To unsubscribe from this group, send email to rubyonrails-talk+unsubscribe@googlegroups.com.
    For more options, visit this group at http://groups.google.com/group/rubyonrails-talk?hl=en.
  • Ruby Student at Oct 5, 2011 at 4:14 pm
    Robert, this is great information.
    I truly appreciate your time writing these recommendations and the
    recommendations given by others.

    Thanks a bunch!
    On Wed, Oct 5, 2011 at 11:04 AM, Robert Walker wrote:

    Ruby Student wrote in post #1025143:
    Hello team,

    I just installed Rails 3.1.0 on my LINUX (Red Hat) box.
    I also installed Apache2 and IBM DB2 9.7.
    While DB2 might be fine for production. I would recommend learning Rails
    using its default SQLite 3 database. Doing so will make working with
    Rails easier, since you'll likely do a lot less fighting with trying to
    get your database configured.
    *

    *

    I searched the web for a beginner's tutorials for Rails. Found a few,
    although some conflicting.
    One tutorial said that I could run: *rails demo*. I tried but it did not
    work.

    Another tutorial calls for running: rails new
    /opt/rails_3.1.0/Code/Ruby/weblog ......, which I did. But then what???
    There was a time when Rails used a set of script kept under ./script.
    Most of these old scripts have been rolled into the rails command. So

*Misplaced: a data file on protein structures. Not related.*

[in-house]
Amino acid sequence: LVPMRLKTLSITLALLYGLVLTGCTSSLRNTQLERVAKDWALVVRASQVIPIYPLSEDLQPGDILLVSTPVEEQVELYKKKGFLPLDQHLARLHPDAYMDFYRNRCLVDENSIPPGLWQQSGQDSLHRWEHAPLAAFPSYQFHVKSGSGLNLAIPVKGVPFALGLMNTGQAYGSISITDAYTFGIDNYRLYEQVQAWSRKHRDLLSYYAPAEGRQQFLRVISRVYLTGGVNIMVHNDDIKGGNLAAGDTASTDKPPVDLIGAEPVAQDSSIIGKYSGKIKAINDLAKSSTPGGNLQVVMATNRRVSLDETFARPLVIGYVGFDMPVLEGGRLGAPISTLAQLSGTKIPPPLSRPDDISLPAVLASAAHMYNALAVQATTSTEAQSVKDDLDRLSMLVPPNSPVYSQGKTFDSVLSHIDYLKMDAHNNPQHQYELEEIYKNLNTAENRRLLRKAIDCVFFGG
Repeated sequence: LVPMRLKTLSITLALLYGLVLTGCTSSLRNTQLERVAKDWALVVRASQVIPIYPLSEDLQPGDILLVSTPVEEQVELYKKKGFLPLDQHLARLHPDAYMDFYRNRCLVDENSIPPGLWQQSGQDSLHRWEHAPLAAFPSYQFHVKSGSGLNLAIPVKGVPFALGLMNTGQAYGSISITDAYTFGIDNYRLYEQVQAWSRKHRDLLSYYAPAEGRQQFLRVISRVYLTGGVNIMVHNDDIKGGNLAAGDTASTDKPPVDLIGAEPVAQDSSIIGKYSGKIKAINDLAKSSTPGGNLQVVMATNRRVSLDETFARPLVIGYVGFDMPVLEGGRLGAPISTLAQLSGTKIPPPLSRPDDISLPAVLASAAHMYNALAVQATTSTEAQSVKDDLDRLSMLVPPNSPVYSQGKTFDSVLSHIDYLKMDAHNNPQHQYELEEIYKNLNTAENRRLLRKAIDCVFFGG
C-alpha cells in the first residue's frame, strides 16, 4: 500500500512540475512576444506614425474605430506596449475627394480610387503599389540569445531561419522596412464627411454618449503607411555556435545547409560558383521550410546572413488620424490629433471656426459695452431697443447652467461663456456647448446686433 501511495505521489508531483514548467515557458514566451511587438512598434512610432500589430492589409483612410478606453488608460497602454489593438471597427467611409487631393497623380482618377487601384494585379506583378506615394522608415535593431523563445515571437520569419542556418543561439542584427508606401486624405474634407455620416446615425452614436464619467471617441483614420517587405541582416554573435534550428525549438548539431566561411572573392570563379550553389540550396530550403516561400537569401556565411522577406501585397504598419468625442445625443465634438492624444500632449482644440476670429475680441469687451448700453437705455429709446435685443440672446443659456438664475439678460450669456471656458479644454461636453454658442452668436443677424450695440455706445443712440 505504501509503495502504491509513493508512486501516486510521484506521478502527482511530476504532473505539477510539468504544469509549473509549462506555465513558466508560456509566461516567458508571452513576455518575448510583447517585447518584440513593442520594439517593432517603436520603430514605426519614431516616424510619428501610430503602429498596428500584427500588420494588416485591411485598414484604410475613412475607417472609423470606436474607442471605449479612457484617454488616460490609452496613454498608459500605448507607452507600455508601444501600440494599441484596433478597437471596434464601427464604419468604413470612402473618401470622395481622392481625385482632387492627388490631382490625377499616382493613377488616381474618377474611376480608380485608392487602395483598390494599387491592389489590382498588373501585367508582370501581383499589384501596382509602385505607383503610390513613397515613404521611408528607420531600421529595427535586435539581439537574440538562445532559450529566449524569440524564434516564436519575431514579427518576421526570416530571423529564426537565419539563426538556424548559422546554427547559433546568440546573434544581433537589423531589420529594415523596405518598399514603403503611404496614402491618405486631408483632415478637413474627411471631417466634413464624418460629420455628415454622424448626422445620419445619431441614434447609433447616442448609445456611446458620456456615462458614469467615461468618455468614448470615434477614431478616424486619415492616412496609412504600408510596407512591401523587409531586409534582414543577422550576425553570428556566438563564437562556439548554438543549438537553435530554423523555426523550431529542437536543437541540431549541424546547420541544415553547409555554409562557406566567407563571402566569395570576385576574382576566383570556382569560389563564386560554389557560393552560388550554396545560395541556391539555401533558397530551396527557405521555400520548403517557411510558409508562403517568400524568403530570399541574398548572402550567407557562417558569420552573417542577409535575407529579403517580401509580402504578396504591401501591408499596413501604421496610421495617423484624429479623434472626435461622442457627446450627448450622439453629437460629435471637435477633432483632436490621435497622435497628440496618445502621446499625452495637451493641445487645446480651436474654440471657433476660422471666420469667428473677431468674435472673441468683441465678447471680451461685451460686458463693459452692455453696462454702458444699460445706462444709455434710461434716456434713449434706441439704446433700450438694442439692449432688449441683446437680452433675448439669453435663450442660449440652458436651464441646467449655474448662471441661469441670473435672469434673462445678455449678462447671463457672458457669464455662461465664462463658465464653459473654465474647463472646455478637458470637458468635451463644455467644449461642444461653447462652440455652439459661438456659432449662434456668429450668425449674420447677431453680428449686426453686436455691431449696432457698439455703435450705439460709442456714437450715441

using "rails new" you're asking rails to create a new application, as
    opposed to say starting the server "rails server" or optionally "rails
    s". You can also do other things like start rails instance and enter the
    console "rails console" or "rails c".

    You also use the rails command to generate various parts of a rails
    application:

    rails g[enerate] model User
    rails g[enerate] controller users
    rails g[enerate] scaffold Post first_name:string last_name:string
    email:string
    Bottom line, I would love to find a good tutorial that has been tested
    so I
    can start playing with rails.
    BTW, I also purchased couple rails book over two years ago. One I recall
    is
    *Rails Recipes*. But I prefer soft copy materials.
    "Rails Recipes" is a fairly old book. Unless it's been updated to work
    well with the latests version of Rails a lot of things in there might
    not work as shown, or may be out-of-date. It's also a book intended for